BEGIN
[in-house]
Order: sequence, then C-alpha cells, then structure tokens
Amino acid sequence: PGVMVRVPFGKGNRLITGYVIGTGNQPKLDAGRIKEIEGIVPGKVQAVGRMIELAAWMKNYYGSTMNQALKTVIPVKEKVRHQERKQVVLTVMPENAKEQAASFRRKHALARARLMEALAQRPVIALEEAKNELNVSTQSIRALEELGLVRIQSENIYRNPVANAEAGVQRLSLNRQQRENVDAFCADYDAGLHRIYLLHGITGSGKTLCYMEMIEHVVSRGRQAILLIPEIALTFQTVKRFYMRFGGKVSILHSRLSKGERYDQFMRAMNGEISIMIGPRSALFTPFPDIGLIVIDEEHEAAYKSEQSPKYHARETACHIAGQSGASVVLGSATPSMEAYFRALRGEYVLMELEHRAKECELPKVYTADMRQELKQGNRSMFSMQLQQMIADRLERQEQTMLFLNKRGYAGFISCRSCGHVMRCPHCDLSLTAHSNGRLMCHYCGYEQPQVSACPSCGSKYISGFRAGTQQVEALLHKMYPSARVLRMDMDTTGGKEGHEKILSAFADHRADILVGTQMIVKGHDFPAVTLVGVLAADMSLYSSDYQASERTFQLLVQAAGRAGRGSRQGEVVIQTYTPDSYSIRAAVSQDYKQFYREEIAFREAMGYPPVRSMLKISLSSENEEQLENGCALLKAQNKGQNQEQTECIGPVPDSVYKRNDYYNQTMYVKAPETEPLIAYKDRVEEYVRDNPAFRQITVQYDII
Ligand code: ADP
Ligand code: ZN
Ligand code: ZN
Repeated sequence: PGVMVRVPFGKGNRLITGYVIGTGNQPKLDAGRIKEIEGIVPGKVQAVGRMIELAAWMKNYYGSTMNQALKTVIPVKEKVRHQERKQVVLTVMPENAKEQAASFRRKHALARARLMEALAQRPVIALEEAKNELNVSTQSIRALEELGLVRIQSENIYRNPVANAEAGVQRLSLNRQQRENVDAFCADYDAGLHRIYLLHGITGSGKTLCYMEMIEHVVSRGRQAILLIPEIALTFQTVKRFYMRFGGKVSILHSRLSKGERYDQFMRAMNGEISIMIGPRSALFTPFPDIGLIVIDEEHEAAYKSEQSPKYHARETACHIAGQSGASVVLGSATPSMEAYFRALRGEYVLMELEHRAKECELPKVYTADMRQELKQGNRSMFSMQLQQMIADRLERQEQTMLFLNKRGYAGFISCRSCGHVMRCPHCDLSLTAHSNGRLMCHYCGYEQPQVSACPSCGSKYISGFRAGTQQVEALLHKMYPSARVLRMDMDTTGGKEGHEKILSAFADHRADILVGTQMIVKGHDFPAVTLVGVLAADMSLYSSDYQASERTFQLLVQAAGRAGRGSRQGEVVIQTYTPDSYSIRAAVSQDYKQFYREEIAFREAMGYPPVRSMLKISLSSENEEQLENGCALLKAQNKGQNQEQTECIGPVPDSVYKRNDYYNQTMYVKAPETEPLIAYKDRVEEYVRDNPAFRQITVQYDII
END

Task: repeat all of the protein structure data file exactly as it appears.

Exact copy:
[in-house]
Order: sequence, then C-alpha cells, then structure tokens
Amino acid sequence: PGVMVRVPFGKGNRLITGYVIGTGNQPKLDAGRIKEIEGIVPGKVQAVGRMIELAAWMKNYYGSTMNQALKTVIPVKEKVRHQERKQVVLTVMPENAKEQAASFRRKHALARARLMEALAQRPVIALEEAKNELNVSTQSIRALEELGLVRIQSENIYRNPVANAEAGVQRLSLNRQQRENVDAFCADYDAGLHRIYLLHGITGSGKTLCYMEMIEHVVSRGRQAILLIPEIALTFQTVKRFYMRFGGKVSILHSRLSKGERYDQFMRAMNGEISIMIGPRSALFTPFPDIGLIVIDEEHEAAYKSEQSPKYHARETACHIAGQSGASVVLGSATPSMEAYFRALRGEYVLMELEHRAKECELPKVYTADMRQELKQGNRSMFSMQLQQMIADRLERQEQTMLFLNKRGYAGFISCRSCGHVMRCPHCDLSLTAHSNGRLMCHYCGYEQPQVSACPSCGSKYISGFRAGTQQVEALLHKMYPSARVLRMDMDTTGGKEGHEKILSAFADHRADILVGTQMIVKGHDFPAVTLVGVLAADMSLYSSDYQASERTFQLLVQAAGRAGRGSRQGEVVIQTYTPDSYSIRAAVSQDYKQFYREEIAFREAMGYPPVRSMLKISLSSENEEQLENGCALLKAQNKGQNQEQTECIGPVPDSVYKRNDYYNQTMYVKAPETEPLIAYKDRVEEYVRDNPAFRQITVQYDII
Ligand code: ADP
Ligand code: ZN
Ligand code: ZN
Repeated sequence: PGVMVRVPFGKGNRLITGYVIGTGNQPKLDAGRIKEIEGIVPGKVQAVGRMIELAAWMKNYYGSTMNQALKTVIPVKEKVRHQERKQVVLTVMPENAKEQAASFRRKHALARARLMEALAQRPVIALEEAKNELNVSTQSIRALEELGLVRIQSENIYRNPVANAEAGVQRLSLNRQQRENVDAFCADYDAGLHRIYLLHGITGSGKTLCYMEMIEHVVSRGRQAILLIPEIALTFQTVKRFYMRFGGKVSILHSRLSKGERYDQFMRAMNGEISIMIGPRSALFTPFPDIGLIVIDEEHEAAYKSEQSPKYHARETACHIAGQSGASVVLGSATPSMEAYFRALRGEYVLMELEHRAKECELPKVYTADMRQELKQGNRSMFSMQLQQMIADRLERQEQTMLFLNKRGYAGFISCRSCGHVMRCPHCDLSLTAHSNGRLMCHYCGYEQPQVSACPSCGSKYISGFRAGTQQVEALLHKMYPSARVLRMDMDTTGGKEGHEKILSAFADHRADILVGTQMIVKGHDFPAVTLVGVLAADMSLYSSDYQASERTFQLLVQAAGRAGRGSRQGEVVIQTYTPDSYSIRAAVSQDYKQFYREEIAFREAMGYPPVRSMLKISLSSENEEQLENGCALLKAQNKGQNQEQTECIGPVPDSVYKRNDYYNQTMYVKAPETEPLIAYKDRVEEYVRDNPAFRQITVQYDII